Suffolk: Fly-tipping fears over budget cuts
BUDGET cuts to Suffolk’s waste service could lead to an increase in fly-tipping across the county, councillors are being warned.
Proposals to close seven of the county’s 18 household waste sites as part of changes to Suffolk County Council’s environmental services next year caused concern when they came before the authority’s budget scrutiny committee yesterday.
Chris Punt, who represents Beccles, said that if people had to go on a 35-mile round trip to the nearest household waste site after their local one closed, there would inevitably be an increase in fly-tipping.
He feared that the amount district and borough councils might have to spend clearing up after fly-tipping could be greater than the savings from closing the sites.
Environment spokeswoman Lisa Chambers said: “We are concerned about fly-tipping and we have done hours and hours of work. We are working with districts and boroughs to support their work to take measures against fly- tipping, and we shall be taking action against anti-social behaviour.”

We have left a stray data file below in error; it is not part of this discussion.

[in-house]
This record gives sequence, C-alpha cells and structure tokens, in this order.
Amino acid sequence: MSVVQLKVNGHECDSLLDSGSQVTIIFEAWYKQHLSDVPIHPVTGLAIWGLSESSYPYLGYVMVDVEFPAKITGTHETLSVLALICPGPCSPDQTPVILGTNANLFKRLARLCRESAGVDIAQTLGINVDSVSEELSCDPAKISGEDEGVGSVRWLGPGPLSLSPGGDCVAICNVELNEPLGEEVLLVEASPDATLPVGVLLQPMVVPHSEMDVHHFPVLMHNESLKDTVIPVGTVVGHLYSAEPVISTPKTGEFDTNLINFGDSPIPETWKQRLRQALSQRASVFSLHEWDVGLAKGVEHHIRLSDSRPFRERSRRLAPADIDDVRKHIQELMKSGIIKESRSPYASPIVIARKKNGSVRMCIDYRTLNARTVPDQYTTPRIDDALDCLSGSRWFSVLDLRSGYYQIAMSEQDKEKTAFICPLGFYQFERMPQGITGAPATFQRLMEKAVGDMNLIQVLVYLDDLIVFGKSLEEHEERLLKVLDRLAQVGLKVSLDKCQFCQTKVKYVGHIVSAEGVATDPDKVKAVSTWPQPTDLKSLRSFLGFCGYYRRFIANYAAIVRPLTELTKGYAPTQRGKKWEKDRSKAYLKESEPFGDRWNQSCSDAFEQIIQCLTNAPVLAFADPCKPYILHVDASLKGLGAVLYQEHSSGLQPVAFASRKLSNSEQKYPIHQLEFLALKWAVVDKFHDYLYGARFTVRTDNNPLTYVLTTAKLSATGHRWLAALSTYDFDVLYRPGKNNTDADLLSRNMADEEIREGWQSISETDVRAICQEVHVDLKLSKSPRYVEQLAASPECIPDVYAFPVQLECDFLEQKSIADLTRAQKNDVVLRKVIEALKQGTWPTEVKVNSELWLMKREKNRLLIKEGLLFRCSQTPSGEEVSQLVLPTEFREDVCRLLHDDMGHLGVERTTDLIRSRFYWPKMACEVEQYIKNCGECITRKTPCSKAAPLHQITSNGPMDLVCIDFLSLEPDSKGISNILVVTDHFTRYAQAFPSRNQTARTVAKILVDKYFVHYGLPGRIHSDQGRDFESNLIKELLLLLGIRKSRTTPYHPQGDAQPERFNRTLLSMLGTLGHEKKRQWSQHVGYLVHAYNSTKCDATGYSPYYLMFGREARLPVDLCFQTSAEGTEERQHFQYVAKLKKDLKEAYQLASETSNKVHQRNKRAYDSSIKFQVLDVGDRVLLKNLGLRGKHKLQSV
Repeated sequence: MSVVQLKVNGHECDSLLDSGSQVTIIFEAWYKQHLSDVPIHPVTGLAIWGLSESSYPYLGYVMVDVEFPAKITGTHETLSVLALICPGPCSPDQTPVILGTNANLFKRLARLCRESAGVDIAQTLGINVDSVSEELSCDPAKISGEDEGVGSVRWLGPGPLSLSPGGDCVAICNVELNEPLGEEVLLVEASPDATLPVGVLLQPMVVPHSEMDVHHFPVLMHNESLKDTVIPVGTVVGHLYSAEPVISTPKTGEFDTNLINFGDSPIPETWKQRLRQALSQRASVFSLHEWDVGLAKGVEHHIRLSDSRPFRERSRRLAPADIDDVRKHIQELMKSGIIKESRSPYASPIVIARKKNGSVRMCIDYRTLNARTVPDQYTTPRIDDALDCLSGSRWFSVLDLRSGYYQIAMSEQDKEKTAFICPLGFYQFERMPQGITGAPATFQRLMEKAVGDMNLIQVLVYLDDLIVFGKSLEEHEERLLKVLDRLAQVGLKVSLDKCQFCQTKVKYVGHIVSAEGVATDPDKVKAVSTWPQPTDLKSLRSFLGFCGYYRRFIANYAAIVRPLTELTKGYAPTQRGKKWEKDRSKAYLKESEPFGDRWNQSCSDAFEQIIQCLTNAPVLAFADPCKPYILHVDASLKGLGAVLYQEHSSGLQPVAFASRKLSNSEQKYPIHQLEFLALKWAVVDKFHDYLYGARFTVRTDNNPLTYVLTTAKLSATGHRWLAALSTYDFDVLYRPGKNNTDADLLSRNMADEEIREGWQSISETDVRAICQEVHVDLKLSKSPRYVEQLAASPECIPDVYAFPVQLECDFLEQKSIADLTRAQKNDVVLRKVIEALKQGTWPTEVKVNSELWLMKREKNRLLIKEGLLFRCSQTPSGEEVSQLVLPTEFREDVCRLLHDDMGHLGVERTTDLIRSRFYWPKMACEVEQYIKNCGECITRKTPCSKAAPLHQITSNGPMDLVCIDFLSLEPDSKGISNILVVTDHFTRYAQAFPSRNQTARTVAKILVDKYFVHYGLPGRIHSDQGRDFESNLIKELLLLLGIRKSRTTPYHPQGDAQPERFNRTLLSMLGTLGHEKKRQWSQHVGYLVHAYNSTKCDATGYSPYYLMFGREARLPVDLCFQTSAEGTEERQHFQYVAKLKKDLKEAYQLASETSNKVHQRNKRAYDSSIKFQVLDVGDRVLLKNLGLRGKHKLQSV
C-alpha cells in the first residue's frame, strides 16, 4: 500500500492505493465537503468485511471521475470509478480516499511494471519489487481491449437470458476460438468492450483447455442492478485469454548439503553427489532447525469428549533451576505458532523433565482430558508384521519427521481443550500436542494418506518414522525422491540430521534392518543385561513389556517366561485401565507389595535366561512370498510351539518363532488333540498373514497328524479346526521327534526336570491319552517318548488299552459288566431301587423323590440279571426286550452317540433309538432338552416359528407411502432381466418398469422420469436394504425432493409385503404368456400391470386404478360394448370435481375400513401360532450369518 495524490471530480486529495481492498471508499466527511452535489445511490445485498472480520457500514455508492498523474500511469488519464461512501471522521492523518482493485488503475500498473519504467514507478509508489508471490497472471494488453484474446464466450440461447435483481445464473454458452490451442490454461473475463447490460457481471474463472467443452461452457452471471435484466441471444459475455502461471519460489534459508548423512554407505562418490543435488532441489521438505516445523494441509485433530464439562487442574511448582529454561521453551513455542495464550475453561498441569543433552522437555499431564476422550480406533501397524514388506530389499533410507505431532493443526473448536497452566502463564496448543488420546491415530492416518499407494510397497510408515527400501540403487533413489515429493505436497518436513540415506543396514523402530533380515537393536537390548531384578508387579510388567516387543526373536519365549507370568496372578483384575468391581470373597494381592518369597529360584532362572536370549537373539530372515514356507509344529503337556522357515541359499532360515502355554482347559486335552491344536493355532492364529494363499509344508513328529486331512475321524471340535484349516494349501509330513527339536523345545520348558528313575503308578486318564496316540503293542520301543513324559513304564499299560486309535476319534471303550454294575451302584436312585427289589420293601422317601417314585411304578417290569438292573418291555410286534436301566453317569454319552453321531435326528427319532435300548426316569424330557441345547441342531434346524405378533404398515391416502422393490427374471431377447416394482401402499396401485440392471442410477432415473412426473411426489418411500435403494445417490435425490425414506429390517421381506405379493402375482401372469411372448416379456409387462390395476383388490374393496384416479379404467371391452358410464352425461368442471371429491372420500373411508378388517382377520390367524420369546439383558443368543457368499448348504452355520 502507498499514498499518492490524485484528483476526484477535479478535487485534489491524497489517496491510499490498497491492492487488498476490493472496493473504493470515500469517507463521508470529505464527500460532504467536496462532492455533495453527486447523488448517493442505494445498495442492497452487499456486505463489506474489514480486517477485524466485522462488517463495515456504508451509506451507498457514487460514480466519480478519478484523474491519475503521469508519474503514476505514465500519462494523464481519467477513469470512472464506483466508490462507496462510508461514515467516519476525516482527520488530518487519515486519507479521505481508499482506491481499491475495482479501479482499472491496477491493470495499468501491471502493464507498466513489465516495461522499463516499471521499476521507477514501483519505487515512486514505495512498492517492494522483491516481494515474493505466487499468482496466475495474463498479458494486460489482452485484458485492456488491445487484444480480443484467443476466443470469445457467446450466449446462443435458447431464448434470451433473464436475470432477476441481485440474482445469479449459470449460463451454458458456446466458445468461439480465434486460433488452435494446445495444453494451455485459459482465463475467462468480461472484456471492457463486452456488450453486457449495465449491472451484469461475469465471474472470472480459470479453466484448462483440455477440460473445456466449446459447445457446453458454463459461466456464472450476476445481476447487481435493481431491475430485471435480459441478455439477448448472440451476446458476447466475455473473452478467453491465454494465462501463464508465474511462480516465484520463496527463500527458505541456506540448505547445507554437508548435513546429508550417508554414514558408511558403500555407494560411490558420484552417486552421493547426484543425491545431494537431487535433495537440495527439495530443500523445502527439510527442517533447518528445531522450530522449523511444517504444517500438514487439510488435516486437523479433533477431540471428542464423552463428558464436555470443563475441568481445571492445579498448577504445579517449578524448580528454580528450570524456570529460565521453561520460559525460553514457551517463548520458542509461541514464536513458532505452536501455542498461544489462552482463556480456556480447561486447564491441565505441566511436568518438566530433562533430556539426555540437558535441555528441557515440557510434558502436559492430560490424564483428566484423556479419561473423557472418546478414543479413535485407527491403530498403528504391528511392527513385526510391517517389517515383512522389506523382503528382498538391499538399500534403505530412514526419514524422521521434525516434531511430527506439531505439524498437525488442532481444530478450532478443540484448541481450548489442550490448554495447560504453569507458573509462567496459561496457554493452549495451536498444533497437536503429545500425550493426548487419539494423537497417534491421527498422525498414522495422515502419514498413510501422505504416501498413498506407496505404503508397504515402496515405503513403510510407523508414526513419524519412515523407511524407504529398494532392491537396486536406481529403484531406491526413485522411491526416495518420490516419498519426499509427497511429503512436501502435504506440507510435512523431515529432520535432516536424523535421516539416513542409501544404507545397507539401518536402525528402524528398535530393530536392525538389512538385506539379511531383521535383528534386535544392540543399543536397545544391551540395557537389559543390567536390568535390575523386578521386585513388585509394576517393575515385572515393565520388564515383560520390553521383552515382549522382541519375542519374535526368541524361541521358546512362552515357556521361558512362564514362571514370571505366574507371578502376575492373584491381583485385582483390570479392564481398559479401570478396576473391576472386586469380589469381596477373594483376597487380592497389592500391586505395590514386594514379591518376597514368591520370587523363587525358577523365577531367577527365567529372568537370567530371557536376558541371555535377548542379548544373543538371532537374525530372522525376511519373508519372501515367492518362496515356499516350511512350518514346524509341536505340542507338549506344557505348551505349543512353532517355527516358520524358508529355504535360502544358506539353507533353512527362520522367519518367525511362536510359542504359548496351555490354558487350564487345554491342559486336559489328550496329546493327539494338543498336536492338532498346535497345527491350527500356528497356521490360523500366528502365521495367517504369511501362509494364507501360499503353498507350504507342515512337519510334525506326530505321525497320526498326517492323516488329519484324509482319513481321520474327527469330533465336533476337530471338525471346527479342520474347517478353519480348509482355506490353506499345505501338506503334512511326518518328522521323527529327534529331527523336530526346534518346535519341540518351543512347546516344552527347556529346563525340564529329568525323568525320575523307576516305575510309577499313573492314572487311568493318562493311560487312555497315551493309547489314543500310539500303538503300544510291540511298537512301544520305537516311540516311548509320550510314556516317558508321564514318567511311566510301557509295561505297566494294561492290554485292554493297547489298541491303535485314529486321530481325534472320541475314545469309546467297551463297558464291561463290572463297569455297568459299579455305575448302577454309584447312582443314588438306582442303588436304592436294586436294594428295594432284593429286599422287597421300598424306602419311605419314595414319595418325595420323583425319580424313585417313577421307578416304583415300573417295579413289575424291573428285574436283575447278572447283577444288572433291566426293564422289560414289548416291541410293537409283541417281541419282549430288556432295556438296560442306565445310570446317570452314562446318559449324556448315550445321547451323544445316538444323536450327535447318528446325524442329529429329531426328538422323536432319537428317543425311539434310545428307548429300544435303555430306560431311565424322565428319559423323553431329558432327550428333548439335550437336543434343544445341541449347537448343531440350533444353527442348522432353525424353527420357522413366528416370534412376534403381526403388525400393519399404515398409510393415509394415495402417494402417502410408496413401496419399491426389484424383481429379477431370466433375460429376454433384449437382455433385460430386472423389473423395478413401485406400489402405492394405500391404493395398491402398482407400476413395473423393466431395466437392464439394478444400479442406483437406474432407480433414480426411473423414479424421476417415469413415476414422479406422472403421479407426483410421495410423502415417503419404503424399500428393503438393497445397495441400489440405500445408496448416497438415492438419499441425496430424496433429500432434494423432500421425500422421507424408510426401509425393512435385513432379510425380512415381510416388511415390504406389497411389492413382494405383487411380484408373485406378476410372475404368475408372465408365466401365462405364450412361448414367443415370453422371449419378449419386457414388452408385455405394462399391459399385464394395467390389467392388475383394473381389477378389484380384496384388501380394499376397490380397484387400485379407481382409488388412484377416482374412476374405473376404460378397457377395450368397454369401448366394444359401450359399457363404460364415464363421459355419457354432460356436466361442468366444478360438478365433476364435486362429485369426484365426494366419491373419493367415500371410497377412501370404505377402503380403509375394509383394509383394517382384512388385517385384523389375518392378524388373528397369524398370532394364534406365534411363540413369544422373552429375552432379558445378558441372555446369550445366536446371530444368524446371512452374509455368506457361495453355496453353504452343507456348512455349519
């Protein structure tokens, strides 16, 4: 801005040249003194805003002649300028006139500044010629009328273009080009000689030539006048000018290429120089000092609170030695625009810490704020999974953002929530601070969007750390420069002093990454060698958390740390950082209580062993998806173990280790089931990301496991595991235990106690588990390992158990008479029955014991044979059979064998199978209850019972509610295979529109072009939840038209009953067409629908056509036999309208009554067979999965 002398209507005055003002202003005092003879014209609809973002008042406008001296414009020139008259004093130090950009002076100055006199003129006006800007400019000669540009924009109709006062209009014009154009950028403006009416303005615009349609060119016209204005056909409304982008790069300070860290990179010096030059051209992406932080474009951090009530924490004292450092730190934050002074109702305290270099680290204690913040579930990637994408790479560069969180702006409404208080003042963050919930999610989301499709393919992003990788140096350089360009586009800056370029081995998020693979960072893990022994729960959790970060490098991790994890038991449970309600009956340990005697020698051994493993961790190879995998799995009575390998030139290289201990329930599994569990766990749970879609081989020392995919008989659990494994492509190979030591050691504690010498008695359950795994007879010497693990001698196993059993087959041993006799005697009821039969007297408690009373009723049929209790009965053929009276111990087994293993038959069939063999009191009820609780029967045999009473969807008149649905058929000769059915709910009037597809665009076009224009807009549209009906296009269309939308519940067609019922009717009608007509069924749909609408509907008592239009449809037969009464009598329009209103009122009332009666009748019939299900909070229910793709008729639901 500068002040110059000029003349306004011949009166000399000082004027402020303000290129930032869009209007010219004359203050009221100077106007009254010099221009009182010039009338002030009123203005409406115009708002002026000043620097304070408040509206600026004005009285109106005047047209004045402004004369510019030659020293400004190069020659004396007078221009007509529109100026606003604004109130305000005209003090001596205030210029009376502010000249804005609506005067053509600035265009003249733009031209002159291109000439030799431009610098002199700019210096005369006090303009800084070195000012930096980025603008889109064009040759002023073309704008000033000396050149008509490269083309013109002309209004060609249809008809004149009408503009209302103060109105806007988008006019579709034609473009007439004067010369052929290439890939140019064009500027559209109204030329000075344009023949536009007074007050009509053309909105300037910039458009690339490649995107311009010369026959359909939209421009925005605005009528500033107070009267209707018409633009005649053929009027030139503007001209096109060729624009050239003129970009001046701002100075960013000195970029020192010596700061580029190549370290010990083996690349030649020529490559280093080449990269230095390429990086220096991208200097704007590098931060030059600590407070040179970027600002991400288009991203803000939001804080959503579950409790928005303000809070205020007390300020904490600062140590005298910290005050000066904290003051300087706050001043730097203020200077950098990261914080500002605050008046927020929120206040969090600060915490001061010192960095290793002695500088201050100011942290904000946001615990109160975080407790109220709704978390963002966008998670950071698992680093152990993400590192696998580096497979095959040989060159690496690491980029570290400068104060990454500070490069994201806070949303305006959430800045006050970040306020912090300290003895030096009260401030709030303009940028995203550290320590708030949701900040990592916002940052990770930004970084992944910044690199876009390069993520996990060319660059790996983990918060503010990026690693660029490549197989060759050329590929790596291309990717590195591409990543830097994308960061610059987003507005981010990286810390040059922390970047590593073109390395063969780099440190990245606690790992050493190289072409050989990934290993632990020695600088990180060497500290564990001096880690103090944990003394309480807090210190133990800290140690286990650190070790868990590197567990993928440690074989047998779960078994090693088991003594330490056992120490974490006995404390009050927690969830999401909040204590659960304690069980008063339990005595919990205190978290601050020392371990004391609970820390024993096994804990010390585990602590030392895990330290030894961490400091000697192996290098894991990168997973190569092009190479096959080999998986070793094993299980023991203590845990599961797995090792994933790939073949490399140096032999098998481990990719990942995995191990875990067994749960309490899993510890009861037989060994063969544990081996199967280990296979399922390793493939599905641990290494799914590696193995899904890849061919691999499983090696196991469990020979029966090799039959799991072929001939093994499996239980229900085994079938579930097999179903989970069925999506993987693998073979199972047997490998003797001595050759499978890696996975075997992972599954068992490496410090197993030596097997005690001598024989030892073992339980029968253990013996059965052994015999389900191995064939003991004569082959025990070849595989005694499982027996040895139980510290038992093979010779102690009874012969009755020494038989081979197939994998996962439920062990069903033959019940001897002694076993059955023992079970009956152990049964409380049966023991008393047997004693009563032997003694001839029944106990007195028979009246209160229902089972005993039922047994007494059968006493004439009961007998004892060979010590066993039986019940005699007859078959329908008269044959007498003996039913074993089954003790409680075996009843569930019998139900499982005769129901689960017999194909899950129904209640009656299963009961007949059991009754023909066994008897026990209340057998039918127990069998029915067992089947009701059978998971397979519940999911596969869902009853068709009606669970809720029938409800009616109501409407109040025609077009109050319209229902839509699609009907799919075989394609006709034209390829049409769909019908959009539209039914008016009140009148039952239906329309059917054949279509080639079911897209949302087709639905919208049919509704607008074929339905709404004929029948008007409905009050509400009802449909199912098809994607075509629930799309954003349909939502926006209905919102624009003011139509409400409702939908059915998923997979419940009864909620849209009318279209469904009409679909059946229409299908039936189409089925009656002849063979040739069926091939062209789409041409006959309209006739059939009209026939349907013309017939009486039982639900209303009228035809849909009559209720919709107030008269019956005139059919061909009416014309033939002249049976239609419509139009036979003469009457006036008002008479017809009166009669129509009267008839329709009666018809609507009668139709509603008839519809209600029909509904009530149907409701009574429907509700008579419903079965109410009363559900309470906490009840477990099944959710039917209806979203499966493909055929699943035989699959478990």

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The committee also discussed other proposed cuts to the economy, skills, and environment department.
Liberal Democrat David Grutchfield was concerned about a proposal to end the subsidy for the Explore card which had given a great deal of independence to tens of thousands of youngsters.
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Council director Lucy Robinson said there were already indications that some transport operators would operate their own scheme for young passengers – some may continue to recognise existing Explore cards.
Opposition leader Kathy Pollard was concerned about proposals to hand over the management of country parks to parish councils and other interested groups. She said many parishes had been invited to a meeting in February to consider taking over parks in their area – but they had already decided their budgets.
“If we are going down this route parishes should have been contacted three to five months ago,” she added.